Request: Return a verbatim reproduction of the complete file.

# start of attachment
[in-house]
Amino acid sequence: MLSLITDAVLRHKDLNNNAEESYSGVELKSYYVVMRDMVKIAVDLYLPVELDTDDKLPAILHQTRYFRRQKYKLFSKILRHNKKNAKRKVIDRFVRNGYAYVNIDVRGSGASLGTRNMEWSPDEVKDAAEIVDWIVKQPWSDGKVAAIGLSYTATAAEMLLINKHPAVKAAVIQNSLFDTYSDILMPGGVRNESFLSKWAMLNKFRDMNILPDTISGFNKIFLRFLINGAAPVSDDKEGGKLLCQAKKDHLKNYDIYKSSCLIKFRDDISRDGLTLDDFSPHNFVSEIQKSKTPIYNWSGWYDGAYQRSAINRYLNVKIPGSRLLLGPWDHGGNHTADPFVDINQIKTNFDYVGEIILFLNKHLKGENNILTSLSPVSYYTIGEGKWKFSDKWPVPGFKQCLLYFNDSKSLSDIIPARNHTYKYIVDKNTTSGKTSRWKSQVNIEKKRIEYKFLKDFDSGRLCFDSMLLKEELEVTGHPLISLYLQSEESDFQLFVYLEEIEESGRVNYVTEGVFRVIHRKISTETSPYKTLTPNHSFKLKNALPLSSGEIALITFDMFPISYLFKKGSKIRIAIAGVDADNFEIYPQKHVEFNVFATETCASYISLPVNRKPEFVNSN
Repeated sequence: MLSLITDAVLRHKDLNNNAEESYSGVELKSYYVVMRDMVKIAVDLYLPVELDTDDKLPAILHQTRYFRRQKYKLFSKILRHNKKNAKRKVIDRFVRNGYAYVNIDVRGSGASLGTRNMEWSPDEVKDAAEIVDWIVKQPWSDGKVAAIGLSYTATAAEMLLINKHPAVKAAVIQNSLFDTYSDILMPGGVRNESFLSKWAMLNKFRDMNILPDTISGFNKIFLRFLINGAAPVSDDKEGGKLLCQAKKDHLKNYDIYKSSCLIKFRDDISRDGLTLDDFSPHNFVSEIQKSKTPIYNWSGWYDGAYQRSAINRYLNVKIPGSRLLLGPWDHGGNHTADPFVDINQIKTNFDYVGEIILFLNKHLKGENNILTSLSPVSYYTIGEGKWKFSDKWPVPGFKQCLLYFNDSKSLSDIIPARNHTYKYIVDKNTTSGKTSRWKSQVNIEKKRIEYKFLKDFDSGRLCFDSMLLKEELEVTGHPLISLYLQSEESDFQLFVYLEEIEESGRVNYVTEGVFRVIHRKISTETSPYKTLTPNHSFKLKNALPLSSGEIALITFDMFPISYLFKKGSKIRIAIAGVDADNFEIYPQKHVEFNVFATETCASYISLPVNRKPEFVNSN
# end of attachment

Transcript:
[in-house]
Amino acid sequence: MLSLITDAVLRHKDLNNNAEESYSGVELKSYYVVMRDMVKIAVDLYLPVELDTDDKLPAILHQTRYFRRQKYKLFSKILRHNKKNAKRKVIDRFVRNGYAYVNIDVRGSGASLGTRNMEWSPDEVKDAAEIVDWIVKQPWSDGKVAAIGLSYTATAAEMLLINKHPAVKAAVIQNSLFDTYSDILMPGGVRNESFLSKWAMLNKFRDMNILPDTISGFNKIFLRFLINGAAPVSDDKEGGKLLCQAKKDHLKNYDIYKSSCLIKFRDDISRDGLTLDDFSPHNFVSEIQKSKTPIYNWSGWYDGAYQRSAINRYLNVKIPGSRLLLGPWDHGGNHTADPFVDINQIKTNFDYVGEIILFLNKHLKGENNILTSLSPVSYYTIGEGKWKFSDKWPVPGFKQCLLYFNDSKSLSDIIPARNHTYKYIVDKNTTSGKTSRWKSQVNIEKKRIEYKFLKDFDSGRLCFDSMLLKEELEVTGHPLISLYLQSEESDFQLFVYLEEIEESGRVNYVTEGVFRVIHRKISTETSPYKTLTPNHSFKLKNALPLSSGEIALITFDMFPISYLFKKGSKIRIAIAGVDADNFEIYPQKHVEFNVFATETCASYISLPVNRKPEFVNSN
Repeated sequence: MLSLITDAVLRHKDLNNNAEESYSGVELKSYYVVMRDMVKIAVDLYLPVELDTDDKLPAILHQTRYFRRQKYKLFSKILRHNKKNAKRKVIDRFVRNGYAYVNIDVRGSGASLGTRNMEWSPDEVKDAAEIVDWIVKQPWSDGKVAAIGLSYTATAAEMLLINKHPAVKAAVIQNSLFDTYSDILMPGGVRNESFLSKWAMLNKFRDMNILPDTISGFNKIFLRFLINGAAPVSDDKEGGKLLCQAKKDHLKNYDIYKSSCLIKFRDDISRDGLTLDDFSPHNFVSEIQKSKTPIYNWSGWYDGAYQRSAINRYLNVKIPGSRLLLGPWDHGGNHTADPFVDINQIKTNFDYVGEIILFLNKHLKGENNILTSLSPVSYYTIGEGKWKFSDKWPVPGFKQCLLYFNDSKSLSDIIPARNHTYKYIVDKNTTSGKTSRWKSQVNIEKKRIEYKFLKDFDSGRLCFDSMLLKEELEVTGHPLISLYLQSEESDFQLFVYLEEIEESGRVNYVTEGVFRVIHRKISTETSPYKTLTPNHSFKLKNALPLSSGEIALITFDMFPISYLFKKGSKIRIAIAGVDADNFEIYPQKHVEFNVFATETCASYISLPVNRKPEFVNSN